On Thursday, Saudi Arabia announced more than 200 people had been imprisoned in the last week for “systematic corruption and embezzlement.”

The crown prince has defended the crackdown as an anti-corruption initiative.

The kingdom’s Attorney General Sheikh Saud al-Mojeb said that the anti-corruption probe was “proceeding quickly” and that seven of the 208 people detained since last Saturday were released without charge.

Some of the senior figures detained last Saturday were “beaten and tortured so badly during their arrest or subsequent interrogations that they required hospital treatment,” sources in the royal court told the Middle East Eye. People in the royal court told the news site that the scale of the crackdown is much larger than Saudi authorities say, with more than 500 people imprisoned.

But experts say the moves appear to be a way for the crown prince to consolidate power. They point out that those arrests, which included billionaire Prince Alwaleed bin Talal, have also targeted political rivals and Saudi dissidents.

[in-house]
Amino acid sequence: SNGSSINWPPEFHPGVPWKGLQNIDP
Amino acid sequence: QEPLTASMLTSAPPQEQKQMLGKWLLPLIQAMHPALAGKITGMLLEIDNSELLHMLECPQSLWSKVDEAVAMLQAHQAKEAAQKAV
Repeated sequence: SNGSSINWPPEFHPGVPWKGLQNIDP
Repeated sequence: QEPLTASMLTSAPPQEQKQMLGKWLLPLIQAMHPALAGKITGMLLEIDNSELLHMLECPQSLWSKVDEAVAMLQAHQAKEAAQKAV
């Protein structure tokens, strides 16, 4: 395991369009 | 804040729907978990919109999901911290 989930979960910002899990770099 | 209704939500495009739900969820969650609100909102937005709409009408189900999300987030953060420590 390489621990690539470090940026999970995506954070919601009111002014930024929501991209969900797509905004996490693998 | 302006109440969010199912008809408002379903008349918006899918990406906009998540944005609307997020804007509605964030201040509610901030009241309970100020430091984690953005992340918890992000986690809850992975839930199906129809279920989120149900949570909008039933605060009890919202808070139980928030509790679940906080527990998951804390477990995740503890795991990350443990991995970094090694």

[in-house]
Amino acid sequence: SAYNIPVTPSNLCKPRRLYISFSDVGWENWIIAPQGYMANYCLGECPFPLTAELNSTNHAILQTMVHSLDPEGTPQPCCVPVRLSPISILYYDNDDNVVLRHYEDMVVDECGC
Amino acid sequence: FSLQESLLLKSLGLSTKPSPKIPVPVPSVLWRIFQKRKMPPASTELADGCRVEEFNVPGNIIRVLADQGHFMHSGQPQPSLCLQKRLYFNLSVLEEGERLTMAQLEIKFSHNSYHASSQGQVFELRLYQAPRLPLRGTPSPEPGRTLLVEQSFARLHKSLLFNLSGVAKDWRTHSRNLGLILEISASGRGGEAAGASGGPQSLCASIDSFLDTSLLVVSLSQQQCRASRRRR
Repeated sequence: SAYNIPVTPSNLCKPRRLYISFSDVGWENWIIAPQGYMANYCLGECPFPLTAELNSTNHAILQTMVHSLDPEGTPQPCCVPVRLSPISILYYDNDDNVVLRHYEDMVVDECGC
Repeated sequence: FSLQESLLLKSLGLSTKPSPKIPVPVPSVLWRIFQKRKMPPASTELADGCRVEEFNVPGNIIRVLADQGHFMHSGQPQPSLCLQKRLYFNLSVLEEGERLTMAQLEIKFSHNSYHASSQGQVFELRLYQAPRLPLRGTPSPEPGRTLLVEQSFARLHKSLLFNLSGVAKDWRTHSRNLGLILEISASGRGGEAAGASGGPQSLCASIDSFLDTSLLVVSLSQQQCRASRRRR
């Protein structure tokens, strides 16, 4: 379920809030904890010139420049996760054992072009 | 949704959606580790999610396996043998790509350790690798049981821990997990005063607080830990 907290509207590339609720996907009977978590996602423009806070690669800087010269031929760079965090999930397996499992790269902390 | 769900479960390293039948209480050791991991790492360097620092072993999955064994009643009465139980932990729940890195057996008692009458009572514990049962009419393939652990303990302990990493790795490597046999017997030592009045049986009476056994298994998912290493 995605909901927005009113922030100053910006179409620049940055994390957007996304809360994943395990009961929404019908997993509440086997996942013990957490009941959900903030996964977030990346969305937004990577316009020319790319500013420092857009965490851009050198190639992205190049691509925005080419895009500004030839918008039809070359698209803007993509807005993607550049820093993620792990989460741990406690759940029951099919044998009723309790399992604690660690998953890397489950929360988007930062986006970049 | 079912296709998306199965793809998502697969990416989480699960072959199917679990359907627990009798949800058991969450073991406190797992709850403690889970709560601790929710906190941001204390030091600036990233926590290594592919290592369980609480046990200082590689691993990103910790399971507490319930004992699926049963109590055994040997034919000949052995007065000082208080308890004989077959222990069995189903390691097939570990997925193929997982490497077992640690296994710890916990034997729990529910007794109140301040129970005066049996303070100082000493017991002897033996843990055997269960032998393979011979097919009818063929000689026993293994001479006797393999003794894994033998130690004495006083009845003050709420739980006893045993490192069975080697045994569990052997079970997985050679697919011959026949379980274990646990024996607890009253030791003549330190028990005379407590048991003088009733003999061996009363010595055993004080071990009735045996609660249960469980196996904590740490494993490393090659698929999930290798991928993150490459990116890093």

In addition to the members of the royal family, dozens of academics, religious leaders, journalists and activists have been taken into custody over the past two months.

There has also been growing concern about Lebanese Prime Minister Saad Hariri, who said last week while visiting Saudi Arabia that he was resigning from his position. Some of his allies in Lebanon have worried the Saudis were holding Hariri against his will or holding him under house arrest in Riyadh, where he has a residence.

Saudi author and journalist Jamal Khashoggi said those arrests have put Saudis on notice either to “be silent or to follow” MBS. “Now he’s doing the same thing in the royal family,” Khashoggi said.